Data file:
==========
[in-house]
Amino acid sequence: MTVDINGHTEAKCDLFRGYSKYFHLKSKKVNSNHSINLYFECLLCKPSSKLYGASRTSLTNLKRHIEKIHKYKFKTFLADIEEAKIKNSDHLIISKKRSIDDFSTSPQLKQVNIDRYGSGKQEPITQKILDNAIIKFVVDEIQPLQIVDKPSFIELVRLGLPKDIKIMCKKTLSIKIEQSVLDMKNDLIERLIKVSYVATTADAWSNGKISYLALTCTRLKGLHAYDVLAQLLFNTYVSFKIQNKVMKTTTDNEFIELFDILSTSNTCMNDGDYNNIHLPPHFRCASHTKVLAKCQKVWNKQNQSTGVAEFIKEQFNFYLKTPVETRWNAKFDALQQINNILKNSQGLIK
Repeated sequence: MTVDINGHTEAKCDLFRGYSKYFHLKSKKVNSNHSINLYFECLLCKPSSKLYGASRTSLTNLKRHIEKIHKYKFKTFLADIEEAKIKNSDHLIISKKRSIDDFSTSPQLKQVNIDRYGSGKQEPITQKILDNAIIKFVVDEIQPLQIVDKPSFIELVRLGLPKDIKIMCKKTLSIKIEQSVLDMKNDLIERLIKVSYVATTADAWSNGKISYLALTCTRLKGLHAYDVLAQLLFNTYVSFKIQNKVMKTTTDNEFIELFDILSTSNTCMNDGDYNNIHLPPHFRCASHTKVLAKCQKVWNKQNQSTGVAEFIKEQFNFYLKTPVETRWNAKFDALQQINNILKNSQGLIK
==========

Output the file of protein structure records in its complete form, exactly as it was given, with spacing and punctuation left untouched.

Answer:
[in-house]
Amino acid sequence: MTVDINGHTEAKCDLFRGYSKYFHLKSKKVNSNHSINLYFECLLCKPSSKLYGASRTSLTNLKRHIEKIHKYKFKTFLADIEEAKIKNSDHLIISKKRSIDDFSTSPQLKQVNIDRYGSGKQEPITQKILDNAIIKFVVDEIQPLQIVDKPSFIELVRLGLPKDIKIMCKKTLSIKIEQSVLDMKNDLIERLIKVSYVATTADAWSNGKISYLALTCTRLKGLHAYDVLAQLLFNTYVSFKIQNKVMKTTTDNEFIELFDILSTSNTCMNDGDYNNIHLPPHFRCASHTKVLAKCQKVWNKQNQSTGVAEFIKEQFNFYLKTPVETRWNAKFDALQQINNILKNSQGLIK
Repeated sequence: MTVDINGHTEAKCDLFRGYSKYFHLKSKKVNSNHSINLYFECLLCKPSSKLYGASRTSLTNLKRHIEKIHKYKFKTFLADIEEAKIKNSDHLIISKKRSIDDFSTSPQLKQVNIDRYGSGKQEPITQKILDNAIIKFVVDEIQPLQIVDKPSFIELVRLGLPKDIKIMCKKTLSIKIEQSVLDMKNDLIERLIKVSYVATTADAWSNGKISYLALTCTRLKGLHAYDVLAQLLFNTYVSFKIQNKVMKTTTDNEFIELFDILSTSNTCMNDGDYNNIHLPPHFRCASHTKVLAKCQKVWNKQNQSTGVAEFIKEQFNFYLKTPVETRWNAKFDALQQINNILKNSQGLIK